I host my own email (and that associated with all the domains I manage), and therefore have to deal with the issue of spam. My spam filter currently catches between 500 and 600 messages a day, and misses around 50 spam messages.
While it is pretty accurate, I do feel I need to personally review the spam mailbox before deleting messages, as somewhere around 1 in 5000 messages tagged as spam are legitimate. I've taken different approaches to this review, but currently sort all messages by subject and then can quickly page through messages with identical or similar subject lines. For example, currently in the hopper:
I have been using SpamAssassin for a number of years and have been quite happy with it. It would presumably be even more effective if I had a more current version of the filters.
But I am getting very tempted to move to a challenge response system, as annoying as they are. I'm just spending too much of my precious time combing through the spam box.
One of the downsides to Rails' automatic method generation is that sometimes it bites you in the butt.
It turns out that when I created a RESTful route for my new Image ActiveRecord class that it automatically created an image_path method, overriding the normal one.
I'm going to go look for some glue to see if I can get this hair to stick back on my head.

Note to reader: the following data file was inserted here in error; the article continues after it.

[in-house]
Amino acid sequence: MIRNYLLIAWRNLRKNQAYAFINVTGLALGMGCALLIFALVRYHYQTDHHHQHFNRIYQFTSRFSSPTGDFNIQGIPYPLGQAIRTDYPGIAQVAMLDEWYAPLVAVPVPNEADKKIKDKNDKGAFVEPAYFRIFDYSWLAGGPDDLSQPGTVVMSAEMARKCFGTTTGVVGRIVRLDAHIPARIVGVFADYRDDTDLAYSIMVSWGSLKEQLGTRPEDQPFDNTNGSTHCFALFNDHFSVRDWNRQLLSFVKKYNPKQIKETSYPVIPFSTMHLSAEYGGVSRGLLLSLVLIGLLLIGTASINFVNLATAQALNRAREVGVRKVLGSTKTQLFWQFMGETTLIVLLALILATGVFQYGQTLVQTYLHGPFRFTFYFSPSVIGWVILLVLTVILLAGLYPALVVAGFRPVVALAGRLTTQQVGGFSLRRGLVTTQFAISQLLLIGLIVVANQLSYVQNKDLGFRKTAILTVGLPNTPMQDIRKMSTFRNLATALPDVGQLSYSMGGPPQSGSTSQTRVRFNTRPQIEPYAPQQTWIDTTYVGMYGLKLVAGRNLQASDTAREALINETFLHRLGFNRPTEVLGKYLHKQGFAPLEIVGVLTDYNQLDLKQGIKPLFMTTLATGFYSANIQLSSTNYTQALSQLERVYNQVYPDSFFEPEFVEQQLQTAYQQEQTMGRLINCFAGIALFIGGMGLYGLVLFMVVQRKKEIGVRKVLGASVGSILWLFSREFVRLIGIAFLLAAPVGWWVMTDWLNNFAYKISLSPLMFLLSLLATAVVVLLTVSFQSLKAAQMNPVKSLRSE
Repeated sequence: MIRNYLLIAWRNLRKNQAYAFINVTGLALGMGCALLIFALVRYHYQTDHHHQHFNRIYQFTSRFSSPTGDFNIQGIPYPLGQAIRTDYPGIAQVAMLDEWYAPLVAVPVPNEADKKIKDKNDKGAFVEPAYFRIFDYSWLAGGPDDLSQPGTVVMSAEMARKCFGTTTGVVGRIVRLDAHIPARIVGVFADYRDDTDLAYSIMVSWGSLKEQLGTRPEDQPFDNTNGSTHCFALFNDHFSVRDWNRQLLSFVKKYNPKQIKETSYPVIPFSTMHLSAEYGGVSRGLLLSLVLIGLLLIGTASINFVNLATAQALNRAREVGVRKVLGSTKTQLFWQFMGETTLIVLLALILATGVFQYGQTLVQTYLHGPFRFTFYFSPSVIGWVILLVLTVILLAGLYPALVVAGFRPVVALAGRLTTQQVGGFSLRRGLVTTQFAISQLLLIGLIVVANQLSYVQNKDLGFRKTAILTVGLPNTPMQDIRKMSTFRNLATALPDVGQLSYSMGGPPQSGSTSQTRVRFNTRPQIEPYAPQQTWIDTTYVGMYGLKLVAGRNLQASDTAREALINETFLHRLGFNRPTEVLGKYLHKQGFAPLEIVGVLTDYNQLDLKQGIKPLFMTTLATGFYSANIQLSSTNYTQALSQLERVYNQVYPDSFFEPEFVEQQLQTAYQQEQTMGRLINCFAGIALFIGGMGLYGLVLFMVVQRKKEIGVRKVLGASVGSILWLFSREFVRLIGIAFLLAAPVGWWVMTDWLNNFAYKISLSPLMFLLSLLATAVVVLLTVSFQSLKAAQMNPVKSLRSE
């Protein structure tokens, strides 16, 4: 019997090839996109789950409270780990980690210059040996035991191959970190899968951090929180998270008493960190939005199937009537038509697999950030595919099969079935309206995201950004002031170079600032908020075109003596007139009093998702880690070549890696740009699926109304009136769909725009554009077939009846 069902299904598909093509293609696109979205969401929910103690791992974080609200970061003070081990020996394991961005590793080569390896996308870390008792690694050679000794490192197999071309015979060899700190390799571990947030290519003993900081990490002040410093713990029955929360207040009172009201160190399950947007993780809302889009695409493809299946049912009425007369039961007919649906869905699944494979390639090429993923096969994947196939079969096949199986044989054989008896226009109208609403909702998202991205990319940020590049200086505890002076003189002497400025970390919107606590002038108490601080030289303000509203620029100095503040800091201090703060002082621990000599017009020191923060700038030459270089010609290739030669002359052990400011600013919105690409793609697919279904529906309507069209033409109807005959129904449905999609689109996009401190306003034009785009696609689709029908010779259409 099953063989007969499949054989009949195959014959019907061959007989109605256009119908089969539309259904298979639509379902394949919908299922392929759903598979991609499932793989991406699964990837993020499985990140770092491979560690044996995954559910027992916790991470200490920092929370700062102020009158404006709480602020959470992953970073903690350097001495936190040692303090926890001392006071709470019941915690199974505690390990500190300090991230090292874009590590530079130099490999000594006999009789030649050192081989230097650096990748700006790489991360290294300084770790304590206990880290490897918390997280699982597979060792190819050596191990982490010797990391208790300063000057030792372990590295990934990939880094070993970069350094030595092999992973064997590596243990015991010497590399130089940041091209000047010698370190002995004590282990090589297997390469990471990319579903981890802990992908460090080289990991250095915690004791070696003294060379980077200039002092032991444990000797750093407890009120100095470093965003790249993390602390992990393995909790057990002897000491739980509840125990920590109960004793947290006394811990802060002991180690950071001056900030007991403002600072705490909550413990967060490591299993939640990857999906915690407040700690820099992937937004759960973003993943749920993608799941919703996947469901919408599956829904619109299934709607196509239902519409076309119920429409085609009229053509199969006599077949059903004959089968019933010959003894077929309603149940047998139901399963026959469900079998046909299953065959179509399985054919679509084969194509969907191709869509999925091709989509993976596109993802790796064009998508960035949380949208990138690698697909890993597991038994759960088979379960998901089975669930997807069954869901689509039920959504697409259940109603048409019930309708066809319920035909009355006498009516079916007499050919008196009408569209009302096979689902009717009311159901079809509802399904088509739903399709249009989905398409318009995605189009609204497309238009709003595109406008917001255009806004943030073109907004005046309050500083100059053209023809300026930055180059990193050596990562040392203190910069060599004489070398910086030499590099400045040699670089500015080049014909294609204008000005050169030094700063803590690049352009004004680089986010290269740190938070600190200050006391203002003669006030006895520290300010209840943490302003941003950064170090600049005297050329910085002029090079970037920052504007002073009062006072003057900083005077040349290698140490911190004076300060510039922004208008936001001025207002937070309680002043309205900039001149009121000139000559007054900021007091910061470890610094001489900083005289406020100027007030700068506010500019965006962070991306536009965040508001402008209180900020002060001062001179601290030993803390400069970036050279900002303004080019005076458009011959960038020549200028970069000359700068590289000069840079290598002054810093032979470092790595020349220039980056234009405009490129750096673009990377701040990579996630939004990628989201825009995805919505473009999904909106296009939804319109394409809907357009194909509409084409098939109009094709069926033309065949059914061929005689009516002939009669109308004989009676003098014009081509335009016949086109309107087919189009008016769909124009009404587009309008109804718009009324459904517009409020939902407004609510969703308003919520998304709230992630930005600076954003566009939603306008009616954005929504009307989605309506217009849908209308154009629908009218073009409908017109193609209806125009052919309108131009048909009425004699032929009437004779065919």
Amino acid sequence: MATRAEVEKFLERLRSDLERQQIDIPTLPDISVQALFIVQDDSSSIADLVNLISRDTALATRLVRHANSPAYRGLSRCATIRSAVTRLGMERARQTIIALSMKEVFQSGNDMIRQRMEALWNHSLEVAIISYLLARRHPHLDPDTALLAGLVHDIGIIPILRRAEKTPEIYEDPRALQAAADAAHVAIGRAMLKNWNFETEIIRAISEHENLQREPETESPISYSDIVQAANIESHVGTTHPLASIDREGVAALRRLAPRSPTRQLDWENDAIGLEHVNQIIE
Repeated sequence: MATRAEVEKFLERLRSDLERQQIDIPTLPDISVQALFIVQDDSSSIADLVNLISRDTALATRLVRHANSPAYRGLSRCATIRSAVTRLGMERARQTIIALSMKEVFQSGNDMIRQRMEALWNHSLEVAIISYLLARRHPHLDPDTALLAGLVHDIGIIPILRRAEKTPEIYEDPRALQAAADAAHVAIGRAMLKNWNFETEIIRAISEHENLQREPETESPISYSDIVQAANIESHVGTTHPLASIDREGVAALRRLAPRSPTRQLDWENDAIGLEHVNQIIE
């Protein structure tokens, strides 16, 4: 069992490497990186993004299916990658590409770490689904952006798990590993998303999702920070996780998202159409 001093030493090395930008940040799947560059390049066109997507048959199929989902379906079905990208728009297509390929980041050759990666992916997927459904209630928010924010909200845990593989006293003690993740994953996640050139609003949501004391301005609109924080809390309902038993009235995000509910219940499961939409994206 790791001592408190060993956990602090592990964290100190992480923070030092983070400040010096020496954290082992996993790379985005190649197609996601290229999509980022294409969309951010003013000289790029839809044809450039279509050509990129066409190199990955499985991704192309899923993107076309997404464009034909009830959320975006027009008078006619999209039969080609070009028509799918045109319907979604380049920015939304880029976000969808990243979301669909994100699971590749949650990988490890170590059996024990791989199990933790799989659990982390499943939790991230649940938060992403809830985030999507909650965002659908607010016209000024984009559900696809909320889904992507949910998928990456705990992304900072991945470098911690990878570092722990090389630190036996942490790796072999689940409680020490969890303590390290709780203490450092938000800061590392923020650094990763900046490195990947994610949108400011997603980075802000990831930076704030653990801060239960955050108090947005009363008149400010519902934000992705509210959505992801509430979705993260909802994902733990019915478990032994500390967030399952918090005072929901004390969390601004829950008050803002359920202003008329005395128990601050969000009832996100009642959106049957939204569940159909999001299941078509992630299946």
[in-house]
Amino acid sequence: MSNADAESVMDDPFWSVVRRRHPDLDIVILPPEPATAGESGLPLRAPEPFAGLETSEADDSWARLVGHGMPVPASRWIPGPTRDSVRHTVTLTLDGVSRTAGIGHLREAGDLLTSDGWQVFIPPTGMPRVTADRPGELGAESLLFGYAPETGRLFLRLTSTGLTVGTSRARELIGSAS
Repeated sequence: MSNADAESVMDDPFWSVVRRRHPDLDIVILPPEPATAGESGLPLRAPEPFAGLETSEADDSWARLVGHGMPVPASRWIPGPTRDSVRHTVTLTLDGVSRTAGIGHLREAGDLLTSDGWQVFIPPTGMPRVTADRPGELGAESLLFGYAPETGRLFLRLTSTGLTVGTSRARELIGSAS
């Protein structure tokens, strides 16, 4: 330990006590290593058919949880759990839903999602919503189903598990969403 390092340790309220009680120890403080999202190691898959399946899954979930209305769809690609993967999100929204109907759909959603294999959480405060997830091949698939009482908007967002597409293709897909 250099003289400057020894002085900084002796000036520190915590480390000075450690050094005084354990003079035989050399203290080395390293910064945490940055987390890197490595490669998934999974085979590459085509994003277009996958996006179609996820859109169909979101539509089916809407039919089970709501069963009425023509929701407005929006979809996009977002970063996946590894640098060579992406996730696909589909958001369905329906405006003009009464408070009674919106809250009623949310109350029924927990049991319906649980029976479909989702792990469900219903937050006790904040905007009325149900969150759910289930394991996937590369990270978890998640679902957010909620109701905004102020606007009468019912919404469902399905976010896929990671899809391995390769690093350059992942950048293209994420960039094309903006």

I am yet again looking into the best way to get transparent PNGs to display correctly in a Rails app. This is, of course, a well-known problem, but I've run into problems with the common solutions.
The complexities is that
It requires a fix, helpfully provided here, to match image URLs with a regular expression, rather than just a straight suffix.
For some reason it only seemed to work with some of the images on my page, and I couldn't figure out what was causing the problems. This approach also doesn't address CSS background images.
This solution by Angus Turnbull utilizes custom Microsoft CSS "behaviors." It works out of the box with Rails image URLs, which was nice.
The first problem I ran into is that it is relatively slow, as it iterates through each image in the document. It was taking five seconds to step through each of the GIF images that made up the tree structure. I addressed this by targeting the behavior to only images with a particular CSS class.
While I was having the initial slowness problem, I noticed that images that were initially hidden (CSS "display: none;") were not showing up when their display was enabled. But this problem went away when I targeted by CSS class. Hmm.
This approach supports CSS background images.
So I'm going with this solution for now.